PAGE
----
The purpose of the Documenting Disability History Project is to explore the history of the Disability Rights and Independent Living movements in Northern California’s rural communities, specifically in Nevada County and the surrounding region. Using the methodology of oral history, project staff and volunteers have conducted and transcribed interviews with activists, community and agency leaders, and other stakeholders who have helped to shape the local movement.
The project began in May of 2007 as a partnership between Heather Heckler and FREED Center for Independent Living, and was funded, in part, by Cal Humanities.
Heather Heckler grew up in Nevada County, California and is now an independent scholar based in Nevada City. She earned her M.A. in U.S. history and public history from American University in Washington, D.C. and holds an A.B. in history from the University of California at Davis. Ms. Heckler’s interest in the history of the Disability Rights Movement stems, in part, from her time at FREED Center for Independent Living, where she worked as a community organizer, advocating for change in policies and legislation that negatively impact people with disabilities.
Dr. Paul Longmore, Humanities Expert
Dr. Paul K. Longmore, who passed away unexpectedly in 2010, was an important early advisor to the project. Dr. Longmore was Professor of History and Director of the Institute on Disability at San Francisco State University, specializing in early American history and the history of people with disabilities. He earned his Ph.D. at the Claremont Graduate School and his B.A. and M.A. at Occidental College. Longmore’s book The Invention of George Washington (University of California Press, 1988; pb. University Press of Virginia, 1998) has been described by the distinguished historian Edmund S. Morgan as “probably the best account” of Washington’s early career. Meanwhile, Stanley Kutler, former editor of the journal Reviews in American History, praised as “pioneering” Longmore’s call in the mid-1980s for historians to examine the history of disability. In 2004 in that same journal, a review of Why I Burned My Book and Other Essays on Disability (Temple University Press, 2003), declared, “Probably more than anyone, Longmore has been responsible for bringing disability studies to the field of history.” With Lauri Umansky, Dr. Longmore co-edited The New Disability History: American Perspectives (New York University Press, 2001), an anthology of essays, and was co-editor of the book series The History of Disability, for NYU Press.
As a humanities expert, Dr. Longmore advised the project director on the direction of research, assisted in the development of exhibition themes, and provided scholarly support. For more information about Dr. Longmore, see the Paul K. Longmore Institute on Disability website.
Ann Guerra, Project Adviser and Humanities Expert
Ann Guerra, executive director of the Nevada-Sierra Regional In-Home Supportive Services Public Authority began her career in the disability field in 1987 as a volunteer at FREED Center for Independent Living, where she put her interest in civil rights and disability pride to use in her community. She became FREED’s Executive Director in 2001 and left to head the IHSS Public Authority in 2008. Ms. Guerra is a former chair of the California Foundation for Independent Living Centers (CFILC) and the Nevada County Transit Services Commission. The emphasis of her work is on implementation and protection of the Americans with Disabilities Act and promoting independent living philosophy.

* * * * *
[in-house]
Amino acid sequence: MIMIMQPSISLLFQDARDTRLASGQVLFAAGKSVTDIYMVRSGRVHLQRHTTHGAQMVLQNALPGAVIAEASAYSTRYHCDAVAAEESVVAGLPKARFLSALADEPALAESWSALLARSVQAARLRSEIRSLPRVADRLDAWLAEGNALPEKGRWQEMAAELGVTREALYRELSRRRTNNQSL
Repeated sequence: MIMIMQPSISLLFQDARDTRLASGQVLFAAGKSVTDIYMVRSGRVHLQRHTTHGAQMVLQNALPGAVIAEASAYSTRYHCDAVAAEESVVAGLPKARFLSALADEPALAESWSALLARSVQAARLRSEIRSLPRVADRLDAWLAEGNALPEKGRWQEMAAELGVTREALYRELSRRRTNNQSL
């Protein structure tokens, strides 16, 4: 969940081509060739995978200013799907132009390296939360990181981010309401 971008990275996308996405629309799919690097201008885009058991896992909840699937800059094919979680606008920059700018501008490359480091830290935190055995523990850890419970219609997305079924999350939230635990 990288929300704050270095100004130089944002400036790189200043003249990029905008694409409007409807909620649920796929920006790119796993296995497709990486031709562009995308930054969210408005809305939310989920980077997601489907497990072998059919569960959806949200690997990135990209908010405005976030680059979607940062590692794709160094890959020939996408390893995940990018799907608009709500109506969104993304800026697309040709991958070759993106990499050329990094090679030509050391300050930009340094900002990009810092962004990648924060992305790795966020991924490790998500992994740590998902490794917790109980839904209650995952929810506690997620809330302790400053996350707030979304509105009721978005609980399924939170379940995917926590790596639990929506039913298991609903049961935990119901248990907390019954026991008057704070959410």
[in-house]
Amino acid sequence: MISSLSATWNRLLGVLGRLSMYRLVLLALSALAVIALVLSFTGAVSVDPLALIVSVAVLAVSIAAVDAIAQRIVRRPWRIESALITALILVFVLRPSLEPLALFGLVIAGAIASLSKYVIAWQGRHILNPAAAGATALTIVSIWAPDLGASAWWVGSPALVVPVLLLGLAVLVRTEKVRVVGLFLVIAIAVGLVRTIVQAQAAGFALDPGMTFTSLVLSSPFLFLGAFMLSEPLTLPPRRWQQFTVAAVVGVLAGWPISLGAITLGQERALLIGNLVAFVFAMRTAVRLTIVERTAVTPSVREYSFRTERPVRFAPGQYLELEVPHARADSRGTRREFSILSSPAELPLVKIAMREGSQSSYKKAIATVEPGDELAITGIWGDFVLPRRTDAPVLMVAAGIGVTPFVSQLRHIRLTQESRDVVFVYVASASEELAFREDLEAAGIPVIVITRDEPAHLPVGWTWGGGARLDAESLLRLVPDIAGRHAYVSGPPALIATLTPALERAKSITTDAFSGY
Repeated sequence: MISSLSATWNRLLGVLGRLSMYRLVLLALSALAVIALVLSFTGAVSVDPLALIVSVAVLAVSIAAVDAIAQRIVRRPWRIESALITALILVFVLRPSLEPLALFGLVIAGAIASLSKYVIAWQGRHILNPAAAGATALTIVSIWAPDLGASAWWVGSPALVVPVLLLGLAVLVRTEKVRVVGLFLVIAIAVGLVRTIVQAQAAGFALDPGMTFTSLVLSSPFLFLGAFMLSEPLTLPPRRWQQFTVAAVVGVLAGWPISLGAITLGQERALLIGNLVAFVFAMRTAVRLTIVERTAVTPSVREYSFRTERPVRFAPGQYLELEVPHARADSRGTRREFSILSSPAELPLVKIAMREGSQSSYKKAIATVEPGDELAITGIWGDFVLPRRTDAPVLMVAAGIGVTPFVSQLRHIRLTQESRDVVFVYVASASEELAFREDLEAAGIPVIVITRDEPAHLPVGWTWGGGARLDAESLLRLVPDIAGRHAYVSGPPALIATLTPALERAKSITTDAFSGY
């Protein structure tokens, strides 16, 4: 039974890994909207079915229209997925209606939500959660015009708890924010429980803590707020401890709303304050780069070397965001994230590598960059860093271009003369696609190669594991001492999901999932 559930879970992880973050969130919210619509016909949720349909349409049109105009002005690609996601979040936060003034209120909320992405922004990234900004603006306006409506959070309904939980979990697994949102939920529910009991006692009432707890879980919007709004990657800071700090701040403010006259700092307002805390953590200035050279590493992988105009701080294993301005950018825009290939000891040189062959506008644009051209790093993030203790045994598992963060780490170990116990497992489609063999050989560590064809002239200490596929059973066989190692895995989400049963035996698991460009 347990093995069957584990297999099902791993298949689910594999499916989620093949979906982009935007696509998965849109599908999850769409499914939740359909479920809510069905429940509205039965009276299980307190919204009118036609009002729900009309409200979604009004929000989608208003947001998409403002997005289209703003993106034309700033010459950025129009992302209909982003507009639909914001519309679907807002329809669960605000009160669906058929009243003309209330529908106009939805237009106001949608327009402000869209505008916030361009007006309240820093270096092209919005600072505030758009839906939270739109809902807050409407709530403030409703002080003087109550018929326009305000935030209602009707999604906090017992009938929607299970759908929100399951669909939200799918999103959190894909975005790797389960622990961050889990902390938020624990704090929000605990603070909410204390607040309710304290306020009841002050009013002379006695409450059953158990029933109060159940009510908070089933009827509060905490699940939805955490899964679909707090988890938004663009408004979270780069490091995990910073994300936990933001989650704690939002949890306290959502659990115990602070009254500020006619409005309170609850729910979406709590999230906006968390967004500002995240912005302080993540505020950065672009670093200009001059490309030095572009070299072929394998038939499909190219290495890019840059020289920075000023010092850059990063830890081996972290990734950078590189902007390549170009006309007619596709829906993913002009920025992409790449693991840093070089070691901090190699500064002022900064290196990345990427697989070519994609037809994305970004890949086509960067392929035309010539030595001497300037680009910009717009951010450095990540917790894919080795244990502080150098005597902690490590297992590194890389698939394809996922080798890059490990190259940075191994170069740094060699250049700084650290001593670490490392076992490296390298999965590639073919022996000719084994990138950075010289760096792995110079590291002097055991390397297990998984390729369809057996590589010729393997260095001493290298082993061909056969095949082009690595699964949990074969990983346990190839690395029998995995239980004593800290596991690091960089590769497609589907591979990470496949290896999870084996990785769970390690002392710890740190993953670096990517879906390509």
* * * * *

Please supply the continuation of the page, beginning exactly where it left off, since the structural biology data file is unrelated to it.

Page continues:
Ms. Guerra advises the project director on project planning and implementation, provides knowledge of the people, organizations, and events associated with the disability rights movement in Nevada County and the surrounding areas, assists in the development of questions sets and exhibition themes, and helps to identify and contact potential interviewees.
FREED Center for Independent Living
Established in Grass Valley in 1985, FREED Center for Independent Living is a non-profit consumer-operated organization that provides services to people with disabilities and their families. FREED’s core philosophy is that independence comes from having self-direction and choice in one’s life. FREED serves Nevada, Sierra, Yuba, Sutter and Colusa Counties.
The majority of FREED’s staff and board of directors are people with disabilities. FREED’s mission is “to eliminate barriers to full equality through programs which promote independent living and effect systems change while honoring dignity and self determination.” FREED’s services include personal and systems advocacy, peer support, personal assistant referral, housing referral, computers and internet access, wheelchair and equipment recycling, and a home repair and modification program. FREED also provides information and referrals regarding disability programs, services, and equipment.
FREED was the fiscal sponsor of the Documenting Disability History Project and provided staff time, administrative support, and supplies as needed. For more information about FREED, see their webpage at www.freed.org.
This project was made possible, in part, by a grant from Cal Humanities (formerly California Council for the Humanities) as part of their statewide California Stories Initiative. Cal Humanities is an independent non-profit organization and a state affiliate of the National Endowment for the Humanities. For more information on Cal Humanities, visit www.calhum.org.